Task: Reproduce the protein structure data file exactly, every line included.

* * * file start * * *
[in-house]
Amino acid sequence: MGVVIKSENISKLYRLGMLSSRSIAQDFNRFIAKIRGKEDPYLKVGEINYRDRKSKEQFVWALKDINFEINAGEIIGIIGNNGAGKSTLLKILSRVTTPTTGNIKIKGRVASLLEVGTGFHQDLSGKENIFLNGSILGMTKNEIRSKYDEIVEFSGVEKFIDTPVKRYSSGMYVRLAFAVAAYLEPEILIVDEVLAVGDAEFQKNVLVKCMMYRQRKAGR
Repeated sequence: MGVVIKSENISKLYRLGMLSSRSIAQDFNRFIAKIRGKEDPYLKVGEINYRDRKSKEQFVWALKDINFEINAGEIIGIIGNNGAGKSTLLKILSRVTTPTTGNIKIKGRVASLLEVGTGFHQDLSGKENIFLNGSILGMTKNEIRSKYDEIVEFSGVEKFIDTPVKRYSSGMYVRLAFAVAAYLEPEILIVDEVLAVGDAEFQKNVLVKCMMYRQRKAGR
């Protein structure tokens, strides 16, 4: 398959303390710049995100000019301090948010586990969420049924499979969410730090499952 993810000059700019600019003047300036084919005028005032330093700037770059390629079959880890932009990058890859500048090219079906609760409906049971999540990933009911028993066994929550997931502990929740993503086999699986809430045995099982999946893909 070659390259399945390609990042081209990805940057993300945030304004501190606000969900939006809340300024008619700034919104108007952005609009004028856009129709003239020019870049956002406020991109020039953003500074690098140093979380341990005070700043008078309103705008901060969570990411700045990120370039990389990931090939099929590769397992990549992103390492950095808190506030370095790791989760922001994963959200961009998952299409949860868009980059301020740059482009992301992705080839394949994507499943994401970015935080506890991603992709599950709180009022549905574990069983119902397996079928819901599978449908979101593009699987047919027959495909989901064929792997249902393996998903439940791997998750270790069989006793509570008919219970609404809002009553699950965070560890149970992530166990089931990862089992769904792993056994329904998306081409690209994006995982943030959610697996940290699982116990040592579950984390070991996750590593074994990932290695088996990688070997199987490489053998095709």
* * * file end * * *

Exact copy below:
[in-house]
Amino acid sequence: MGVVIKSENISKLYRLGMLSSRSIAQDFNRFIAKIRGKEDPYLKVGEINYRDRKSKEQFVWALKDINFEINAGEIIGIIGNNGAGKSTLLKILSRVTTPTTGNIKIKGRVASLLEVGTGFHQDLSGKENIFLNGSILGMTKNEIRSKYDEIVEFSGVEKFIDTPVKRYSSGMYVRLAFAVAAYLEPEILIVDEVLAVGDAEFQKNVLVKCMMYRQRKAGR
Repeated sequence: MGVVIKSENISKLYRLGMLSSRSIAQDFNRFIAKIRGKEDPYLKVGEINYRDRKSKEQFVWALKDINFEINAGEIIGIIGNNGAGKSTLLKILSRVTTPTTGNIKIKGRVASLLEVGTGFHQDLSGKENIFLNGSILGMTKNEIRSKYDEIVEFSGVEKFIDTPVKRYSSGMYVRLAFAVAAYLEPEILIVDEVLAVGDAEFQKNVLVKCMMYRQRKAGR
């Protein structure tokens, strides 16, 4: 398959303390710049995100000019301090948010586990969420049924499979969410730090499952 993810000059700019600019003047300036084919005028005032330093700037770059390629079959880890932009990058890859500048090219079906609760409906049971999540990933009911028993066994929550997931502990929740993503086999699986809430045995099982999946893909 070659390259399945390609990042081209990805940057993300945030304004501190606000969900939006809340300024008619700034919104108007952005609009004028856009129709003239020019870049956002406020991109020039953003500074690098140093979380341990005070700043008078309103705008901060969570990411700045990120370039990389990931090939099929590769397992990549992103390492950095808190506030370095790791989760922001994963959200961009998952299409949860868009980059301020740059482009992301992705080839394949994507499943994401970015935080506890991603992709599950709180009022549905574990069983119902397996079928819901599978449908979101593009699987047919027959495909989901064929792997249902393996998903439940791997998750270790069989006793509570008919219970609404809002009553699950965070560890149970992530166990089931990862089992769904792993056994329904998306081409690209994006995982943030959610697996940290699982116990040592579950984390070991996750590593074994990932290695088996990688070997199987490489053998095709």